The Student News Site of The Webb Schools

Webb Canyon Chronicle

The Student News Site of The Webb Schools

Webb Canyon Chronicle

The Student News Site of The Webb Schools

Webb Canyon Chronicle

Los Angeles county intensifies restrictions as COVID-19 cases spike

Graphic courtesy of Narineh Madikians (’23).
Store in Glendale amidst the pandemic and after the new Los Angeles County restrictions were announced.

Los Angeles county has reported over 409,000 COVID-19 cases since the beginning of the pandemic, a number that continues to grow at an average of 4,500 cases per day. Governor Gavin Newsom recently reported that California would instate a new Safer at Home order in hope to fight the growing cases.  

These new restrictions only apply to the counties categorized withzin the purple tier, meaning that they report over 8% of positive cases over the span of seven days. This includes Los Angeles County, as it has the most cases in all of California. 

Many may wonder what these new restrictions mean for Los Angeles and Webb specifically. With in-person sports returning, Webb students wonder how the safer at home order may affect the continuation of in-person practices. 

“It is certainly possible that LA County will change its guidelines that currently allow youth sports to practice,” said Steve Wishek, Director of Athletics and Afternoon Activities. Webb will continue to follow the guidance of our Medical Advisory Board which continually monitors current numbers both in LA County and more locally. I can say Webb intends to continue with practices as long as the county allows us to do so and our medical advisory board feels it is safe to do so.” 

Webb sports practices will not be affected by this new safer at home order, but students may still wonder what this means for reopening in the future. With new restrictions in place, it may feel like reopening could be delayed. 

“Moving forward, in order for schools to be allowed to offer full in-person programs in Los Angeles County, we must move out of the state of California’s most restricted tier (purple) and stay in the next tier down (red) for at least two weeks,” said Taylor Stockdale, Head of Schools, and Dr. Theresa Smith, Associate Head of Schools, in their letter of reopening to students. “We will continue to closely monitor the situation with our Medical Advisory Board and now plan for a possible return to campus following February Break.”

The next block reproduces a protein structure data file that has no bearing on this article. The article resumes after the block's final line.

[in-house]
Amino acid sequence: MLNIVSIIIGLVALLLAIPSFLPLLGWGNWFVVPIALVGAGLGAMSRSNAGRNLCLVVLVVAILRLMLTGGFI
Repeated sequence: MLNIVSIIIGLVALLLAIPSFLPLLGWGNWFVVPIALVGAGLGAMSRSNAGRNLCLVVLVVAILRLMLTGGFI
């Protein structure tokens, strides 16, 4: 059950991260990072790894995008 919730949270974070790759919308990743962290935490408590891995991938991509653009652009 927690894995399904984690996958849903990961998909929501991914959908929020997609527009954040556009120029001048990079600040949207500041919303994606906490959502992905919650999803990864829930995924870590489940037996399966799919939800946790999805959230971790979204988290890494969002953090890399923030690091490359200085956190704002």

The new Safer at Home order differs from a complete shutdown because it only applies to counties, rather than the entire state. The Safer at Home order advises people not leave their house unless it is to travel to work at essential businesses or perform or receive healthcare services. The guidelines also permit religious gatherings and protests to take place. 

Retail stores, outdoor museums, galleries, zoos and aquariums can stay open with new capacity limits. Essential retail stores can remain open with a 35% capacity limit. Non-essential retail stores, personal care services, and libraries have a 20% capacity limit. Fitness centers operating outdoors, museums, outdoor and indoor galleries, zoos, aquariums, and batting cages, may remain open with a 50% maximum capacity limit. All restaurants and dining services are also closed and can now only offer takeout or drivethrough services 

The new restrictions also prohibit gatherings of two or more households. However, they do allow people from the same household to participate in activities permitted by the Safer at Home order. These new restrictions began at 12:01 a.m. on November 31st and will stay in place through December 20th.